By modern standards, his family’s reaction to his coming out would be considered very disappointing. For the 1970s, their reaction was commonplace and mainstream. Kopay lets us see the pain that caused him, the ‘we cannot truly accept you as you are’ hurt that continues to bleed long after. His African American teammates who knew or suspected he was gay were also the most understanding. While the book is explicit, it’s not pornographic. it is more about football than sex, and again, Kopay is straightforward. He was not a big star. He hung on in the pros by sheer force of will. He just wanted to play the game.

That explains another part of the kinship I feel with David Kopay. Armed with moderate athletic talent, he lowered his helmet and charged, pounding his way to a respectable ten-year professional football career. Unlike Kopay, I lacked athletic talent, yet I battled my way to two high school varsity baseball letters, a varsity football letter, and the slightly fear-tinged regard earned by someone lacking a commonsensical regard for his own safety. The only thing that got me any respect was the reckless use of the hardshell helmet against joints, soft parts, and so on. (I once hit a kid hard enough to break one of the steel bolts holding my face mask in place.)

After college, I took up amateur hockey and played it for six years, leaving memories of myself with many; I also played ten years of amateur baseball, making solid contributions to competitive teams (and, I daresay, leaving a few physical calling cards along the basepaths). I refused to accept lack of talent as a disqualifier. I wanted to win, and to do well, and I wanted it bad enough to give all of what little ability I did have. I’ve learned that it’s about 80% what you do with what you have and about 20% what you have to work with. The same ratio held true in college academics, as I learned by underachieving my way through my first two years of school, while others of comparable natural talent made me look rather dumb by comparison.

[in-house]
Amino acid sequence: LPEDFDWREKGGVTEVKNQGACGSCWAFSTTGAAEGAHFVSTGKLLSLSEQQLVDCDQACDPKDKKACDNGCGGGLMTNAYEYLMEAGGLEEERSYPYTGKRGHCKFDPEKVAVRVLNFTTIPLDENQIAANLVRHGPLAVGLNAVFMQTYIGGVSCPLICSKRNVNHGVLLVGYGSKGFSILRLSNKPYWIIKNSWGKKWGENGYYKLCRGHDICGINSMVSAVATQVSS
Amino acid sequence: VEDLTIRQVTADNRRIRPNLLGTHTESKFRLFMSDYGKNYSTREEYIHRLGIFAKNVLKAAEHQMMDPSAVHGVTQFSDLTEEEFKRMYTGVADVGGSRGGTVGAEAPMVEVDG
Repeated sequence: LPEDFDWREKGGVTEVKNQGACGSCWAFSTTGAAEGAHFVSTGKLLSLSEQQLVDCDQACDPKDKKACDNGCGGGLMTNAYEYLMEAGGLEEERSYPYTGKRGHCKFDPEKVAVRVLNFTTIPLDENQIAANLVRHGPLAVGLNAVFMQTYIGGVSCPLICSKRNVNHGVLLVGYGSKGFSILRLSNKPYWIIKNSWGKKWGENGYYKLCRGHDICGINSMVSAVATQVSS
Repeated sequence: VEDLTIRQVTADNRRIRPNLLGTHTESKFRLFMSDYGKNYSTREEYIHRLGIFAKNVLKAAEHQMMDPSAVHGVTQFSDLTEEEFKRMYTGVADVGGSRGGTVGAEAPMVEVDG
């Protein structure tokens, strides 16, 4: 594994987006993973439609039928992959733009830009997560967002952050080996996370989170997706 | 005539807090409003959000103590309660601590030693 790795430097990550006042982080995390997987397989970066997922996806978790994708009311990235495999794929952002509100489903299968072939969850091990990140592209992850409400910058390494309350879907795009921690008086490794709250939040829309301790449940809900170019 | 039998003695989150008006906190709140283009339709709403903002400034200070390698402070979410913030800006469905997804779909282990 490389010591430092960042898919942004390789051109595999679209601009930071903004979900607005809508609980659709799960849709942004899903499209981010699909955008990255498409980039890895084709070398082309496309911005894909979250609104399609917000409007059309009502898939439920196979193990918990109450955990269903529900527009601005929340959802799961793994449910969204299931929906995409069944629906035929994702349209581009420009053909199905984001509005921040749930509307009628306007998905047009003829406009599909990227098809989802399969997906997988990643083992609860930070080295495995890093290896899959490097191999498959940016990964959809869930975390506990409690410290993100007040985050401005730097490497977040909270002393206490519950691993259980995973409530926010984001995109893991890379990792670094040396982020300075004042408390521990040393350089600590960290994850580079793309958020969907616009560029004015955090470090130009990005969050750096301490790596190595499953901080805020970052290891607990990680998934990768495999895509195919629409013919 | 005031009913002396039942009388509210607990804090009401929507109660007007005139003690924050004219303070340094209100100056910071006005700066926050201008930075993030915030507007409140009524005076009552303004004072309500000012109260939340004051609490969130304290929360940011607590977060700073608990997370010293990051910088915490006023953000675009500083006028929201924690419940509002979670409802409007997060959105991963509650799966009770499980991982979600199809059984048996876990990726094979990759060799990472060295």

Kopay set forth to be a collegiate and professional athlete, not an activist. His career was not spectacular, but certainly successful (he was particularly tough on special teams). After that career ended, a challenge far greater than the Rose Bowl came his way. Kopay faced and met that challenge. His account doesn’t dwell on the courage that took; nor should it, because it speaks for itself. Sure, he was afraid; I also would have been. He felt the fear, and did it anyway.

I wish I’d had David Kopay on any or all of my teams. Skills, talents, sexual preference; all secondary considerations. Give me someone who’s honest; give me a comrade; give me someone who wants to win with all his or her heart; give me guts under fire; give me someone who never quits; give me someone who’ll angrily tell me I’m full of it; give me someone who will lead me if I falter, follow me if I lead, and avenge me if I fall.

Let me draft a team loaded with that mentality, and we will make a way.

In the first round of that draft, my team selects David Kopay.

Michael Sam’s step is of similar magnitude. I am glad that today, unlike Kopay’s day, he may look behind him and see not merely a few confidential well-wishers, but a great multitude in which straight allies outnumber those who are gay. This is one of those rare crowds where I feel comfortable. Good luck, Michael.